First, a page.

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New Orleans
In New Orleans, the Big Easy, diverse cultures collide in a brilliant explosion of flavors, emotions, and sounds.
Do & See

The Big Easy

New Orleans has the uncanny ability to combine fun and excitement with its endless historical elements. Mardi Gras attracts millions of people each year, and the city's famed streets and districts will ll your itinerary. The sounds of jazz seem to follow you everywhere, and so do the welcoming, wide smiles of the New Orleanians.


It's easy to love and hard to leave the Big Easy

No matter the time of year, New Orleans welcomes its visitors in a grand way to experience Caribbean, American, French and African cultures colliding in a brilliant explosion of flavors, emotions and sounds. Music is everywhere here, people live to eat and every day is a party in the birthplace of Jazz, which is also home to Creole cuisine, century-old Spanish oaks and clacking streetcars. With a combination of city life and rural plantations, swamp tours, festivals, historical significance and revelry during Mardi Gras, New Orleans has the recipe to captivate everyone.

Provided by: New Orleans CVB

Best Time to Visit

New Orleans is a happening city, which means there is something going on regardless of the time of year. That being said, the months from February through May are when the city is at its busiest, and many arrive for Mardi Gras as early as January. Temperatures rise throughout the summer (June through September), while October through January are moderate in temperature and less crowded than spring.

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Tuning in to Music

A music lovers’ paradise that’s home to Jazz, Zydeco, R&B and Soul, New Orleans has produced its share of musical giants, from greats like Louis Armstrong to contemporary acts like Trombone Shorty, Branford Marsalis and Harry Connick Jr. Explore Frenchmen Street in the Faubourg Marigny, an original Creole neighborhood that’s a mecca for nightclubs, bars and restaurants. Live music occurs every day and night of the year, and many venues feature award-winning performers throughout the week. A must-stop is Preservation Hall, dedicated to preserving the New Orleans Jazz tradition.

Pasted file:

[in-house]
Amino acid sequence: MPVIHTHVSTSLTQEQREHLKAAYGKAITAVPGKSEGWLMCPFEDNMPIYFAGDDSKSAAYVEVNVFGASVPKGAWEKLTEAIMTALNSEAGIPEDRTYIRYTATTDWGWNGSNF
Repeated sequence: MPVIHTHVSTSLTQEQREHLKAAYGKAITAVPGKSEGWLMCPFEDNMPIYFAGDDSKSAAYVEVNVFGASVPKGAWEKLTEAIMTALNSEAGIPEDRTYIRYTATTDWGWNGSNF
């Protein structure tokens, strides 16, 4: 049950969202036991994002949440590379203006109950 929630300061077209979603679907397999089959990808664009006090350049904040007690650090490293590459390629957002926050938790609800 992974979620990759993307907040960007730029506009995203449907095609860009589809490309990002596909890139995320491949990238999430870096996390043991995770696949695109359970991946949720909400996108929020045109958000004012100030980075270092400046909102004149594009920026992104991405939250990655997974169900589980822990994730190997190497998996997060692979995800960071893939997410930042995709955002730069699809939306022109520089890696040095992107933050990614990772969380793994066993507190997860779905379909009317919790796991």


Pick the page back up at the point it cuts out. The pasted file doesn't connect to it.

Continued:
Provided by: New Orleans CVB

Fun Facts
1. Mardi Gras celebrations began in the early 1800s, but the first organized parade was 1857.
2. Contrary to popular belief, the buildings in the French Quarter are not in the style of French architecture; rather, they are Spanish.

Eating Your Way Through The City

To fuel all that sightseeing, make a pit stop at the French Market for a cup of café au lait paired with a beignet, or get a cold drink on Bourbon Street. Plot your course for the rest of the day, ensuring you’ll have a chance to sample signature foods, including gumbo, jambalaya, po’boy sandwiches, boiled crawfish and charbroiled oysters. The city’s restaurants, and chefs, consistently earn spots on lists ranking the best places to eat in the USA.

Provided by: New Orleans CVB


A Constant Celebration

Immerse yourself in Louisiana’s musical, culinary and cultural heritage at one of more than 400 festivals celebrating everything from crawfish to cotton and Blues to barbecue. Don’t miss the biggest festival of all, Mardi Gras, with its spectacle of parades, music and food events, held in nearly every community in the state.

New Orleans' 300th Birthday Party

In 2018, New Orleans is throwing a glorious, year-long birthday party to mark its tricentennial – and everyone’s invited.

Provided by: New Orleans CVB